Hey guys,

Here's an exercise I was looking at today.

Use the Upper Bound Theorem to find an integral upper bound and the Lower Bound Theorem to find an integral lower bound of the zeros of $\displaystyle f(x)=x^3+3x^2-5x-10$

Here was my explanation:

According to the Upper Bound Theorem, c is an upper bound of the zeros of f(x) if

when you divide f(x) by (x - c), there is no sign change in the quotient or remainder.

So I picked a few possible factors of f(x). First I used (x - 1).

The depressed polynomial produced was $\displaystyle x^2+4x-1-\frac{11}{x-1}$

There is a sign change so 1 is not an upper bound.

Next, I tried (x-2). The depressed polynomial was $\displaystyle x^2+5x+5$

There was no sign change in the quotient or remainder so 2 is an upper bound.

I contend that 2 is the greatest upper bound and there are no zeros of f(x) greater than 2.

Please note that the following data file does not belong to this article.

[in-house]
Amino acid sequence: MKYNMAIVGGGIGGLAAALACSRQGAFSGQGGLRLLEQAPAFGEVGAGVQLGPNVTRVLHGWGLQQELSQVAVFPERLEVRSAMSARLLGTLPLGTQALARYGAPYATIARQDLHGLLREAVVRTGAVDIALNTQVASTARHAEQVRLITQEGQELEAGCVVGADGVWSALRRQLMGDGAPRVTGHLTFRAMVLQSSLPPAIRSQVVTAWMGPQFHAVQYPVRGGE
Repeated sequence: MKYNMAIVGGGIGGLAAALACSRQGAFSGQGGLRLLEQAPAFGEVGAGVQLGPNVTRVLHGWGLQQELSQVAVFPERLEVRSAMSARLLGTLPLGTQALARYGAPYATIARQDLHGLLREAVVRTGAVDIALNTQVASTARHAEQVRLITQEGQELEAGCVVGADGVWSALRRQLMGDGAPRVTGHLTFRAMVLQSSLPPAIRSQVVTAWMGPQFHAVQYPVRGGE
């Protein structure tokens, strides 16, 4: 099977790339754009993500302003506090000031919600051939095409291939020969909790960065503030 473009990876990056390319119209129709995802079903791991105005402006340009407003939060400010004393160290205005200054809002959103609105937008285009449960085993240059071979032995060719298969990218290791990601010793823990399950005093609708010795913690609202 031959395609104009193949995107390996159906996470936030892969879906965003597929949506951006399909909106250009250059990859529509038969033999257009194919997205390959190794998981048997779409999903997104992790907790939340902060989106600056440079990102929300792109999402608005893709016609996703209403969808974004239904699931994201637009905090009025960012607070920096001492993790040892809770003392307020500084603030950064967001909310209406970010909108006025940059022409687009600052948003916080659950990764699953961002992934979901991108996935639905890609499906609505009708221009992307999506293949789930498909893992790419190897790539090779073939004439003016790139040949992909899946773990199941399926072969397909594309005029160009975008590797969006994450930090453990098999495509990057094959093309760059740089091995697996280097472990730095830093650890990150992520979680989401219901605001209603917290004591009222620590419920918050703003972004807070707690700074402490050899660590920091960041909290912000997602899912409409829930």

Now on to the lower bound.

According to the Lower Bound Theorem, if c is an upper bound of the zeros of f(-x),

then -c is a lower bound of the zeros of f(x).

$\displaystyle f(-x)=-x^3+3x^2+5x-10$

I went through the same process to find the upper bound for f(-x) as I did for f(x).

Turns out that (x - 2) doesn't yield a quotient and remainder with no sign changes.

Neither does (x - 3) or (x - 4). However, (x - 5) does.

This means that all real zeros of f(x) can be found in the interval $\displaystyle -5 \leq x \leq 2$

I agree with this, but is -5 the greatest lower bound?

If you solve the thing algebraically, the roots are $\displaystyle \{\frac{-5 \pm \sqrt{5}}{2}, 2}\}$

This shows the greatest (integral) lower bound is -4.

Shouldn't all the zeros of f(x) be found on this interval: $\displaystyle -4 \leq x \leq 2 \:\:\text{?}$

Since the exercise did not specify the words "greatest" or "least",

maybe they were just looking for any upper and lower bound.

I don't see the significance of that, though.

If that were the case, the interval could be betwen -infinity and +infinity.